handcrank sewing machine

The culture that produced our extraordinarily strong, elegant, exquisitely engineered handcrank sewing machine must have envisioned a very different future than one of planned obsolescence. All its parts are built to last, and they have done, so exceptionally well that using it is like looking deep into history without the translation of a word or photograph. If I had the skills to build a machine, I would study this antique. Watching the bobbin winder alone is a delight. Working the crank is surprising, nothing catches, only smooth, magnificent turning movement. Absent of the electrical, the digital, it’s an object that I find at once enigmatic and much more accessible than any contemporary machine. Such a design! The children stitched their hand puppets on it with ease.

handcrank sewing machine © elisa rathje 2012

It’s no surprise then, that this gorgeous little singer from the early 1900’s, with its curved wooden case and elegant paintwork, is the star of a couple of movies I’ve been making with my sweetheart. This is a sneak peek of the singer on set. Our little moving pictures will have homemade projects to go with them, I’m bundling the kits up now. Do sign up for the appleturnover quarterly to get an early invitation to the appleturnovershop opening, I’m aiming for later next week.

Oh! If you’re in England and you’d like your own vintage sewing machine, my dear friend Sarah has a shop full of them.


Our tall girl fell in love with an old family desk typewriter this summer, and spent hours composing stories at it. Something about a typewriter appeals to her romantic sensibilities about writing. I have to agree. I think the immediacy, the physicality, the sound of a typewriter possesses something gorgeously satisfying. Not unlike my beloved writing book and fountain pen. Only punchier! The aura of it’s history, all those writers and typists, since the late 19th century, surrounds you.

typewriter © elisa rathje 2011

For her birthday, my sweetheart found her a beautiful 1930’s machine, a Bluebird. Its petite and low like a Jaguar roadster, and it already has quite a mystery story running through it. We’ll see if she let’s me take it for a spin.


We’ve spent an extraordinary day in sunny London, music lessons, art museums, restaurants. Most days we don’t live by the clock, but on such a busy day when we need to meet people, catch trains, make reservations, I like to wear my wristwatch.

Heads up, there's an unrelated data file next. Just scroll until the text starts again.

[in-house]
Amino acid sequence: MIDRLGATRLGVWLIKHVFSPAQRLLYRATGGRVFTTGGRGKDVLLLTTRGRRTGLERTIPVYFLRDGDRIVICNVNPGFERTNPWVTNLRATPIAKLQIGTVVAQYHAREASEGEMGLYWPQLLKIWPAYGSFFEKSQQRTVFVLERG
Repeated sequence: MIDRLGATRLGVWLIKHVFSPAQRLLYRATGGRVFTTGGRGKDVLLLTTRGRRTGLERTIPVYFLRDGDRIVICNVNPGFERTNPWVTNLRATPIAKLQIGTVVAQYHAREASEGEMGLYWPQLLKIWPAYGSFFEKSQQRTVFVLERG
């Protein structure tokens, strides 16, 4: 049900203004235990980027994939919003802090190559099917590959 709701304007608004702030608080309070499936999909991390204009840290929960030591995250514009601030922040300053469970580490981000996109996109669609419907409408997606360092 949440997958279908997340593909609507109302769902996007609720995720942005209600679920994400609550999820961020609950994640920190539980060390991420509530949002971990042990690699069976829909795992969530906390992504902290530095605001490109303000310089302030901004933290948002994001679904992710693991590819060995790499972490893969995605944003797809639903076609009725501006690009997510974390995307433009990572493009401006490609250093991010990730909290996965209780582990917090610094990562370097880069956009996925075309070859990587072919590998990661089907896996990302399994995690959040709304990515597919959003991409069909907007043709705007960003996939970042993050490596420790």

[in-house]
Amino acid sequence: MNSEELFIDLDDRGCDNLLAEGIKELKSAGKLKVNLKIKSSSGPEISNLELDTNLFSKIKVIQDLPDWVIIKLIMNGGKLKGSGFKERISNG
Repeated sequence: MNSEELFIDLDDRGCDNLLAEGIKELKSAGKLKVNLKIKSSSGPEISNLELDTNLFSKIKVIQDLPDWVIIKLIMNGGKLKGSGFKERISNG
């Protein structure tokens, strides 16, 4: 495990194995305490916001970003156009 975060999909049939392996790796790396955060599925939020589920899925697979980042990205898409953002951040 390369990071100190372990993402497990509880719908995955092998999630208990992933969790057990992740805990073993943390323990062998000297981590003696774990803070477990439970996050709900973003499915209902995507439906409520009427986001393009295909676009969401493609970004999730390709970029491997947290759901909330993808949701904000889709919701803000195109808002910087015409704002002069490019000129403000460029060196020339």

wind-up wristwatch

The watch belonged to my maternal grandmother. It’s a petite little thing, a wind-up Tissot. I adore winding it up and setting the time. So do my children, I have to get them to take turns. I know the battery is a useful thing, but I find the ritual winding of the watch ever so gratifying, in great contrast to the annoyance of a dead battery. The scratches and cracks make it all the more dear to me, like writing across it. I took it to see a wonderful clockworks in Crouch End, and the lovely fellow there gave it a new strap and sent us on our way. I’m so glad there are mechanical things like this old fashioned wristwatch that last and last. Especially when I’ve used my phone for texts, maps, videos, photographs, train schedules, emails, websites, and telephone calls, until it has expired for the day. As I’m about to, myself.

treadle table

Dear friends visited today with a secret, very special sewing machine for our little girls. I’ve hidden it away. They also set up my vintage singer machine in its treadle table. I’m so pleased to see it like this! I can’t wait to organise the space around it for fabric arts, and settle down to use it. I need to get the knack of sewing with a treadle, working with my feet. That sort of rhythmic work is deeply therapeutic, and largely missing from our electric world – I love that I can use the machine without electricity now. Unlike so many tools, this one has been going for sixty-odd years, and will continue long after us. There’s a long lineup of projects waiting, among them several sets of curtains and quilts to warm our very old house, though winter has eased up here this week. Such a lovely visit, with our children playing sweetly together, and a visit to the village pub.